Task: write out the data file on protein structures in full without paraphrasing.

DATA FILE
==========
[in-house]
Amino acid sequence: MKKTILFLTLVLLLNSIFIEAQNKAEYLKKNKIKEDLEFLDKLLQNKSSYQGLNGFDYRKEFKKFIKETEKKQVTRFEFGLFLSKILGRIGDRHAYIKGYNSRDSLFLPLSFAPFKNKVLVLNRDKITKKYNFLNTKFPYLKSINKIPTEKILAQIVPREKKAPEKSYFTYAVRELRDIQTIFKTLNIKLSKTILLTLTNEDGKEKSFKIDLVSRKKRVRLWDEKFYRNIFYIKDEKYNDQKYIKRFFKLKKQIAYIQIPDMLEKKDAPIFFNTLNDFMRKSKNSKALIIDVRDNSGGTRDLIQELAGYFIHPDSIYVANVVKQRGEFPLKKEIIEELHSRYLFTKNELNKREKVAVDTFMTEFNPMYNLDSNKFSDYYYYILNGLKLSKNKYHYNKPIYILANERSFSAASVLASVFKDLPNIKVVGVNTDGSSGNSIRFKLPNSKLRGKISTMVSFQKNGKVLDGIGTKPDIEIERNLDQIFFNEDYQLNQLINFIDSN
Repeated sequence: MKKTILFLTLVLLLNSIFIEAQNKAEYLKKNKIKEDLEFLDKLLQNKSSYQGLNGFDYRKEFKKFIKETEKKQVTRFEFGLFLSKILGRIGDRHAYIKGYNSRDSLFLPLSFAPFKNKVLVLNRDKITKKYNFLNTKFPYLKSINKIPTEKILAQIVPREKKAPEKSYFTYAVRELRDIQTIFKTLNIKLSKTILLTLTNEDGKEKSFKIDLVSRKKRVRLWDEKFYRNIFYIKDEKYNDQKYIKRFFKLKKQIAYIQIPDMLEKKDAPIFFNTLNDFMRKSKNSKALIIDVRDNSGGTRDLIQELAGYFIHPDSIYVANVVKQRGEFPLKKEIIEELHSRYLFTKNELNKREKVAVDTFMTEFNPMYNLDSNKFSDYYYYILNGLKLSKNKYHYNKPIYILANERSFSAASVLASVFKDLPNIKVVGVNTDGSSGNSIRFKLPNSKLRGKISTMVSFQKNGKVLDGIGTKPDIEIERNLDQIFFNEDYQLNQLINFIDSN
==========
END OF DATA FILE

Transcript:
[in-house]
Amino acid sequence: MKKTILFLTLVLLLNSIFIEAQNKAEYLKKNKIKEDLEFLDKLLQNKSSYQGLNGFDYRKEFKKFIKETEKKQVTRFEFGLFLSKILGRIGDRHAYIKGYNSRDSLFLPLSFAPFKNKVLVLNRDKITKKYNFLNTKFPYLKSINKIPTEKILAQIVPREKKAPEKSYFTYAVRELRDIQTIFKTLNIKLSKTILLTLTNEDGKEKSFKIDLVSRKKRVRLWDEKFYRNIFYIKDEKYNDQKYIKRFFKLKKQIAYIQIPDMLEKKDAPIFFNTLNDFMRKSKNSKALIIDVRDNSGGTRDLIQELAGYFIHPDSIYVANVVKQRGEFPLKKEIIEELHSRYLFTKNELNKREKVAVDTFMTEFNPMYNLDSNKFSDYYYYILNGLKLSKNKYHYNKPIYILANERSFSAASVLASVFKDLPNIKVVGVNTDGSSGNSIRFKLPNSKLRGKISTMVSFQKNGKVLDGIGTKPDIEIERNLDQIFFNEDYQLNQLINFIDSN
Repeated sequence: MKKTILFLTLVLLLNSIFIEAQNKAEYLKKNKIKEDLEFLDKLLQNKSSYQGLNGFDYRKEFKKFIKETEKKQVTRFEFGLFLSKILGRIGDRHAYIKGYNSRDSLFLPLSFAPFKNKVLVLNRDKITKKYNFLNTKFPYLKSINKIPTEKILAQIVPREKKAPEKSYFTYAVRELRDIQTIFKTLNIKLSKTILLTLTNEDGKEKSFKIDLVSRKKRVRLWDEKFYRNIFYIKDEKYNDQKYIKRFFKLKKQIAYIQIPDMLEKKDAPIFFNTLNDFMRKSKNSKALIIDVRDNSGGTRDLIQELAGYFIHPDSIYVANVVKQRGEFPLKKEIIEELHSRYLFTKNELNKREKVAVDTFMTEFNPMYNLDSNKFSDYYYYILNGLKLSKNKYHYNKPIYILANERSFSAASVLASVFKDLPNIKVVGVNTDGSSGNSIRFKLPNSKLRGKISTMVSFQKNGKVLDGIGTKPDIEIERNLDQIFFNEDYQLNQLINFIDSN